South Yorkshire Police could replace the "bobby on the beat" with community support officers and reserve regular officers for serious crimes. North Korea has defied the international community by launching a long-range rocket, but it exploded and crashed back to earth, soon after it blasted off. And also on the programme, Cate Blanchett talks about her latest role, philanthropy and the arts.
David Cameron arrives in Burma today in what will be the first visit by a British prime minister to this once isolated country in many decades following successful democratic elections earlier this month, a string of reforms and peace talks with most armed ethnic groups. But as calls grow to relax sanctions against Burma critics point to continuing human rights abuses there. Earlier this year the Today programme spoke to Wai Hnin, after she'd heard her father had been released from jail. The Today programme's
Mike Thomson tracked down Mr Aye in Rangoon.
The Royal Mail has imposed a cap on the number of stamps every shop can buy to ensure it benefits from price rises later this month. George Thomson, general secretary of National Federation of sub-Post Masters, explains why.
0716 Business news with Simon Jack.
Edvard Munch's famous masterpiece The Scream goes on display in London for one week from today, before it's sold at auction in New York next month. Sue Prideaux, biographer and author of Edvard Munch: Behind the Scream, and Professor Martin Kemp, emeritus professor of the History of Art at Oxford University and author of Christ To Coke - How Image Becomes Icon,
discuss what makes this particular painting so iconic.
0742 North Korea has defied the international community by launching a long-range rocket, but it exploded and crashed back to earth, soon after it blasted off. Damian Grammaticus reports.
0747 Thought for the day with Lord Singh, director of the Network of Sikh Organisations.
Prime Minister David Cameron has indicated that he is likely to push for sanctions against Burma to be eased quickly after he makes a landmark visit to the long-isolated state this week. Ben Rogers, campaigner with Christian Solidarity Worldwide and biographer of Than Shwe the former dictator, and Thant Myint-U, former UN official and historian of Burma,
discuss the significance of this visit.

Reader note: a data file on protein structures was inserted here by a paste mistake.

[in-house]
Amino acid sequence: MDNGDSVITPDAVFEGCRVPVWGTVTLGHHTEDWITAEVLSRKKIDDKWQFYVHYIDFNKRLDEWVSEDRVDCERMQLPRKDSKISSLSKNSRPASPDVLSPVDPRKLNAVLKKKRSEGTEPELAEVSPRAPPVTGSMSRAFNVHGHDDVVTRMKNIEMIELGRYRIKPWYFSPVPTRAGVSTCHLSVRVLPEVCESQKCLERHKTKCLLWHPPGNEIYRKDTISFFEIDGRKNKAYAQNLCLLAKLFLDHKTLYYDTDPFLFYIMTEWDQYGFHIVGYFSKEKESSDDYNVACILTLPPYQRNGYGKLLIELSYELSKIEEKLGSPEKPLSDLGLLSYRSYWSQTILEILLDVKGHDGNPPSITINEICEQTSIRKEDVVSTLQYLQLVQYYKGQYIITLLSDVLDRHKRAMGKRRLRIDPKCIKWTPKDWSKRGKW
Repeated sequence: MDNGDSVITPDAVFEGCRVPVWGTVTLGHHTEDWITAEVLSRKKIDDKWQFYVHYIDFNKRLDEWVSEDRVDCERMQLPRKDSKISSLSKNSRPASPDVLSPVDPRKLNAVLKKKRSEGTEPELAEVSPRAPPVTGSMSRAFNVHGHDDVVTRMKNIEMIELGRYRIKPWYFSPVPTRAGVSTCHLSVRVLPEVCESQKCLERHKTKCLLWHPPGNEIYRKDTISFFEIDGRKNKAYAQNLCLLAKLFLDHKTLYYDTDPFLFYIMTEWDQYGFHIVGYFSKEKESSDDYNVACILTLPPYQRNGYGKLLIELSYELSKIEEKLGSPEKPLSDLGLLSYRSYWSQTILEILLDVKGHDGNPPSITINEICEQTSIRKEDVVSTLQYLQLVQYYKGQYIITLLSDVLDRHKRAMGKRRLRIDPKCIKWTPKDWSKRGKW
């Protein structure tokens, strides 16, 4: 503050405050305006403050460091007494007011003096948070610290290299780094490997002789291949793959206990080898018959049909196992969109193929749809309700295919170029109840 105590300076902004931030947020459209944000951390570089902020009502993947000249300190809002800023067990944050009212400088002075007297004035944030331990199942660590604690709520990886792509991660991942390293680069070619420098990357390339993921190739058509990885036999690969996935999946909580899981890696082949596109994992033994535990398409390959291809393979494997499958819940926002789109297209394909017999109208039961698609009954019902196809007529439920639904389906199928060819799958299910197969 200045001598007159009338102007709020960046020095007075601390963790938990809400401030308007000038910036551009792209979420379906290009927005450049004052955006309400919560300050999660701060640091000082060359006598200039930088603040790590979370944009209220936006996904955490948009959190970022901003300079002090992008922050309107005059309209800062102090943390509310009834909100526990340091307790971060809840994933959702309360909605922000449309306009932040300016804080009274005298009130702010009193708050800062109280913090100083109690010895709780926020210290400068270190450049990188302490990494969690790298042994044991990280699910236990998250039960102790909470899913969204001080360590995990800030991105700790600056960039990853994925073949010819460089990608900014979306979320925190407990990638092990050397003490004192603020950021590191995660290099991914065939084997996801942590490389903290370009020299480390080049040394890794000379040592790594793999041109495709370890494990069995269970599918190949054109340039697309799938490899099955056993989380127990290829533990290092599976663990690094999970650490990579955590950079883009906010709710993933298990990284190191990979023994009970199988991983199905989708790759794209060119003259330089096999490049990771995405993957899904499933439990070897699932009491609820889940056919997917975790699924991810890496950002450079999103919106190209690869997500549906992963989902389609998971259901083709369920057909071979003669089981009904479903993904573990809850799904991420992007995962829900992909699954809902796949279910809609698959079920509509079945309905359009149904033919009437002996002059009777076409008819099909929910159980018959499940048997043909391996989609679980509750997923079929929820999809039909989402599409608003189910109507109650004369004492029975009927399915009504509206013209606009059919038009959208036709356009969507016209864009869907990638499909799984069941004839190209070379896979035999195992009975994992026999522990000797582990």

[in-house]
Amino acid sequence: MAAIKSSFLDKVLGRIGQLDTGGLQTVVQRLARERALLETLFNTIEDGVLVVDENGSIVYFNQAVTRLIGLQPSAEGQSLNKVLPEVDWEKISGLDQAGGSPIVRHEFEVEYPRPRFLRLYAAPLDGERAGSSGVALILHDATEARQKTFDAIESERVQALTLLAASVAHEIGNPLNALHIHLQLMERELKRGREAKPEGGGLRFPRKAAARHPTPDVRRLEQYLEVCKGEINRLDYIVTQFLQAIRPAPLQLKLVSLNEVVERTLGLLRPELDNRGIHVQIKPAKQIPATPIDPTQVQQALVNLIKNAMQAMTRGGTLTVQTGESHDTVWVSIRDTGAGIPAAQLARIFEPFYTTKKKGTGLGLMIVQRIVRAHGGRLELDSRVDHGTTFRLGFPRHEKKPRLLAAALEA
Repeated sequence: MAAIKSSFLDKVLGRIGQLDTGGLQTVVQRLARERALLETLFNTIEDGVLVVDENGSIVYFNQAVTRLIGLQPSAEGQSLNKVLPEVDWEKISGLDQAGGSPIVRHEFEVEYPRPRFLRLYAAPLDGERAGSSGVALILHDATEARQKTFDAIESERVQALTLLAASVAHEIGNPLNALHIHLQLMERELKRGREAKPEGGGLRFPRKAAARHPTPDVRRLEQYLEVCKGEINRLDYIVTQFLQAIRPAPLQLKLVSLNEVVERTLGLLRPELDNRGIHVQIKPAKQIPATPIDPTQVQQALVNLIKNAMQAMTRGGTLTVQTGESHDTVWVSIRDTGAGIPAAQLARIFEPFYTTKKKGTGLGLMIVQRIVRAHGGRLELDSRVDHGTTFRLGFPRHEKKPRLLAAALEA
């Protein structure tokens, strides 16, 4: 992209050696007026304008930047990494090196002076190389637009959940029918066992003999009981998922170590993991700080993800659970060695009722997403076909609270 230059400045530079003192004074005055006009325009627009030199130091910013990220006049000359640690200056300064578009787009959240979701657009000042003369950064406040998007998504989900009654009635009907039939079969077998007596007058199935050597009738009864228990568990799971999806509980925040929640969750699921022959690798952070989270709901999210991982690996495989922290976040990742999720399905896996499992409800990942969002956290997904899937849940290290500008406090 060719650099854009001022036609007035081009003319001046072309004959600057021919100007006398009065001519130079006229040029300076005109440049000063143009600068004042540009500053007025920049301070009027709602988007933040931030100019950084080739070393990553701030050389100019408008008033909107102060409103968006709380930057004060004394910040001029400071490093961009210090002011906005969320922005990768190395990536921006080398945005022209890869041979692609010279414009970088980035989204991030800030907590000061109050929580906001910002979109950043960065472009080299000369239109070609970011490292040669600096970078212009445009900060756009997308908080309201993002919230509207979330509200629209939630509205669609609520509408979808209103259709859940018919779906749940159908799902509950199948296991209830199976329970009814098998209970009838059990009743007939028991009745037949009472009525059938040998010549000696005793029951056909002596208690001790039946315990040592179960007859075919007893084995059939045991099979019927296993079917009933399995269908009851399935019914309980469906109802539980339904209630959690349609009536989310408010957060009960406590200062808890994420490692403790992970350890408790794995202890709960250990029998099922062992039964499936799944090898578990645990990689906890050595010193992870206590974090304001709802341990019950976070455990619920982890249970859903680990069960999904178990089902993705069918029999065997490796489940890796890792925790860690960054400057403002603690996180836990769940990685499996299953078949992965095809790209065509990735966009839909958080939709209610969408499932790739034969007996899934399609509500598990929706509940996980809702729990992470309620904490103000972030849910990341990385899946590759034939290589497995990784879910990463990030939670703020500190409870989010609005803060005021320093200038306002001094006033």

Radical changes are being discussed today which could affect the historic role of the police officer as South Yorkshire Police says it wants to make community support officers, rather than constables, the first point of contact for the public. Neil Bowles, chair of South Yorkshire Police Federation, explains why he thinks this will not work and David Crompton, Chief Constable of South Yorkshire Police,
outlines why they are pushing for these changes.
The government is coming under more pressure to re-think plans to cap the tax relief on charitable donations after university vice-chancellors wrote to the chancellor asking him to rethink reforms to limit tax relief for philanthropists. Paul Clark, director of policy at Universities UK, which represents university vice-chancellors,
outlines their concerns.
0837 It is claimed that people living in Bahrain are avoiding using the country's health service, following last year's crackdown against doctors and nurses who treated political protesters. Bart Janssens, Medecins Sans Frontieres director of operations in Brussels, describes the problems there.
On Monday the trial of Anders Breivik, the man who admits to killing 77 people in a series of attacks in Norway last summer, begins. Breivik himself is expected to take to the stand all next week to give his version of events.
Europe correspondent Matthew Price reports.
0844 Business news with Simon Jack.
0847 Cancer Research UK has released the latest lung cancer statistics today which shows the disease still becoming more common among women. Professor Peter Johnson, Cancer Research UK's chief clinician, outlines the findings.
The death of a British businessman Neil Heywood has become central to perhaps the biggest political crisis in China for a generation. The authorities there believe he was murdered by the wife of one of China's leading politicians, Bo Xilai. All this has upset the party's plans for its once-in-a-decade reshuffle later this year.
Michael Bristow reports from Beijing.
0854 It is 100 years to the day since the founding of the Royal Flying Corps, which later became what we now know as the Royal Air Force. James Holland, author and military historian, and Air Vice-Marshal Tony Mason, former Air Secretary to the RAF and now professor at Birmingham University, look back at the history of the force.